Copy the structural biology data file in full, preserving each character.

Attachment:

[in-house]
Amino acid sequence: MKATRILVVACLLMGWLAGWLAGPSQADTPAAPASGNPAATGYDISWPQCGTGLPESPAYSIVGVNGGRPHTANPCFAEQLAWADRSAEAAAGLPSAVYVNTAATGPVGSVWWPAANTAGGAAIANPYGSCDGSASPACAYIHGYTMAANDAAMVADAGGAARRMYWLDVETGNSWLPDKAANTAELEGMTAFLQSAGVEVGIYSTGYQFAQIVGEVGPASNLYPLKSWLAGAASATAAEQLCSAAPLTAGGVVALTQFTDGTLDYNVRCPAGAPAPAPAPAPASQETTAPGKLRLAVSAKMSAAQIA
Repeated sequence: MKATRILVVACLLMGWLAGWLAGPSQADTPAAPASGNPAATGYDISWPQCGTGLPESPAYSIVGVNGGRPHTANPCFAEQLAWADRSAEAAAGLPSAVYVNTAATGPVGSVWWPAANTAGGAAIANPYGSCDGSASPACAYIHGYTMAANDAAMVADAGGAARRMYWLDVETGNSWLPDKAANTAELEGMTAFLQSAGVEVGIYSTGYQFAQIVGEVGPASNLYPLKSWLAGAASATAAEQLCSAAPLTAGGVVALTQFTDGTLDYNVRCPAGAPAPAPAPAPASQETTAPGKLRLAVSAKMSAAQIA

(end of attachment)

[in-house]
Amino acid sequence: MKATRILVVACLLMGWLAGWLAGPSQADTPAAPASGNPAATGYDISWPQCGTGLPESPAYSIVGVNGGRPHTANPCFAEQLAWADRSAEAAAGLPSAVYVNTAATGPVGSVWWPAANTAGGAAIANPYGSCDGSASPACAYIHGYTMAANDAAMVADAGGAARRMYWLDVETGNSWLPDKAANTAELEGMTAFLQSAGVEVGIYSTGYQFAQIVGEVGPASNLYPLKSWLAGAASATAAEQLCSAAPLTAGGVVALTQFTDGTLDYNVRCPAGAPAPAPAPAPASQETTAPGKLRLAVSAKMSAAQIA
Repeated sequence: MKATRILVVACLLMGWLAGWLAGPSQADTPAAPASGNPAATGYDISWPQCGTGLPESPAYSIVGVNGGRPHTANPCFAEQLAWADRSAEAAAGLPSAVYVNTAATGPVGSVWWPAANTAGGAAIANPYGSCDGSASPACAYIHGYTMAANDAAMVADAGGAARRMYWLDVETGNSWLPDKAANTAELEGMTAFLQSAGVEVGIYSTGYQFAQIVGEVGPASNLYPLKSWLAGAASATAAEQLCSAAPLTAGGVVALTQFTDGTLDYNVRCPAGAPAPAPAPAPASQETTAPGKLRLAVSAKMSAAQIA